Sunday, July 5, 2009

Behavioral economics doomed?

Rather interesting lecture claiming that behavioral economics shouldn't be as hot as it is. I don't buy it.

First of all, the claim isn't really that strong: that behavioral economics has plenty of hope of improving on classical economics, but little hope of replacing it. Well of course. We know classical economic theory works amazingly well in the laboratory and in the real world in almost all situations, in the aggregate. We're certainly not going to throw out that success just because psychology leads to some quirky behaviors sometimes.

Secondly, I firmly put learning in the category of behavioral economics. When Levine says several times that a phenomenon isn't a result of irrationality but of imperfect learning, this only says to me, as a behavioral economist, that there is hope to model the process of learning so that these quirky situations can be understood more generally and improved upon, not that behavioral economics has nothing to say on the matter.

Thirdly, I don't throw out all hope of behavioral economics "replacing" classical economics just because classical economics is in fact so useful. Relativity didn't "replace" Newtonian physics; it kept the results of Newtonian physics in the domain in which they are accurate and refined the theory to be applicable in more contexts. This is a perfect analogy for where I see behavioral economics heading.

Classical economics makes predictions without any mechanisms for individual behavior. It just calculates aggregate outcomes which would result if agents were perfectly rational. This "as if" approach does not actually claim that agents are perfectly rational. It says that the aggregate quantity that results is as if the agents were perfectly rational and individual level behavior were in fact not the noisy misunderstood mess that it is (and Newtonian physics makes predictions as if mass did not bend spacetime.)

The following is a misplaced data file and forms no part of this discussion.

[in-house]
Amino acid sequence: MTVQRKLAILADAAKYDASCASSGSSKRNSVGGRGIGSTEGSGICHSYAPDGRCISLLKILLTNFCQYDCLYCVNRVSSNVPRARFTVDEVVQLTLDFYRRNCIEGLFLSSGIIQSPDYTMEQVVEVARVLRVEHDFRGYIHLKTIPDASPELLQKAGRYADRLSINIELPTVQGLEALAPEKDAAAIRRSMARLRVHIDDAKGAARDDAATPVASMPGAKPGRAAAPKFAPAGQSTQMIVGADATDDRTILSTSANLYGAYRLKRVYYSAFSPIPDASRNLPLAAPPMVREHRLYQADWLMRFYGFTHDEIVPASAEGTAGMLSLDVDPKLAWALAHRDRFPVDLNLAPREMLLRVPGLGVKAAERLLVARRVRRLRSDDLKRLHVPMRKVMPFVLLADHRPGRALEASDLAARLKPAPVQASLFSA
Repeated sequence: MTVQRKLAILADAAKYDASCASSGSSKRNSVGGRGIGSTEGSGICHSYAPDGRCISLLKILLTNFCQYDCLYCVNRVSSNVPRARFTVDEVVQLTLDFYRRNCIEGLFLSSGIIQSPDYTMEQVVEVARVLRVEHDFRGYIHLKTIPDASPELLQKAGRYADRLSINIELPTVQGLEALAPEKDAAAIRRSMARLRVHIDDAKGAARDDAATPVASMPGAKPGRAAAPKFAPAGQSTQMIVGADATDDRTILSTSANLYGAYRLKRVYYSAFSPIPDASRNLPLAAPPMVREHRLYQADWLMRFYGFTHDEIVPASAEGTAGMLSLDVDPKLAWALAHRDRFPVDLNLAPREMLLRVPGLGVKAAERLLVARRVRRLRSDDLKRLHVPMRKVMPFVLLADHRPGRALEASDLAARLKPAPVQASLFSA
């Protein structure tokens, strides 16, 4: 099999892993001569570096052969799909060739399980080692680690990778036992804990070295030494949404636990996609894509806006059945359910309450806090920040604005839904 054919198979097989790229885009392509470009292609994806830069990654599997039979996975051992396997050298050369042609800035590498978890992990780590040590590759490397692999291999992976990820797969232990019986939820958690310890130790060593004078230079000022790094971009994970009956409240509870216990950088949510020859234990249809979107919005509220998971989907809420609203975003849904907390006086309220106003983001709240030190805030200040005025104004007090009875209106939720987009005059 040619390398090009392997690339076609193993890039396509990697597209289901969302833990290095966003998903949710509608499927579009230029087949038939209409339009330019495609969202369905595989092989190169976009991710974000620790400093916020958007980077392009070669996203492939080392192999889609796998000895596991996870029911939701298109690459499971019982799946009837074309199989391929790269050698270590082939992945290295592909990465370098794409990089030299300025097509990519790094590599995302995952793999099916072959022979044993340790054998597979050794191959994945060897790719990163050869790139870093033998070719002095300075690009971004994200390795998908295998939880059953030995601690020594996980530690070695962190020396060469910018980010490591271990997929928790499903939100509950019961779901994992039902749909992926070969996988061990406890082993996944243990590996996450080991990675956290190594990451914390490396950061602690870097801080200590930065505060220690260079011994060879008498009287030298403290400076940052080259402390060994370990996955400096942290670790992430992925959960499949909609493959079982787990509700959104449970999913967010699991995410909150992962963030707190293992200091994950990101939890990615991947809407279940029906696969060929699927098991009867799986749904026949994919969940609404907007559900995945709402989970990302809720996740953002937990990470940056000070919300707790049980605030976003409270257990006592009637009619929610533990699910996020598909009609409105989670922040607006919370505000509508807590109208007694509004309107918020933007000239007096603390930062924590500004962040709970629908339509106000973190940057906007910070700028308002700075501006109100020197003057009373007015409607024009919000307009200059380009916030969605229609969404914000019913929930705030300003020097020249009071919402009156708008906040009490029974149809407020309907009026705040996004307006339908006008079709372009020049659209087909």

Behavioral economics should retain the aggregate predictions of classical economics but actually try to model the individually noisy, dynamic process that leads to it. In that sense, I think there is plenty of hope for behavioral theory replacing classical theory, even if classical theory remains incredibly useful in most situations and continues to be the shortcut method of calculation (just as I do not take time dilation into account when calculating the velocity of a projectile on impact).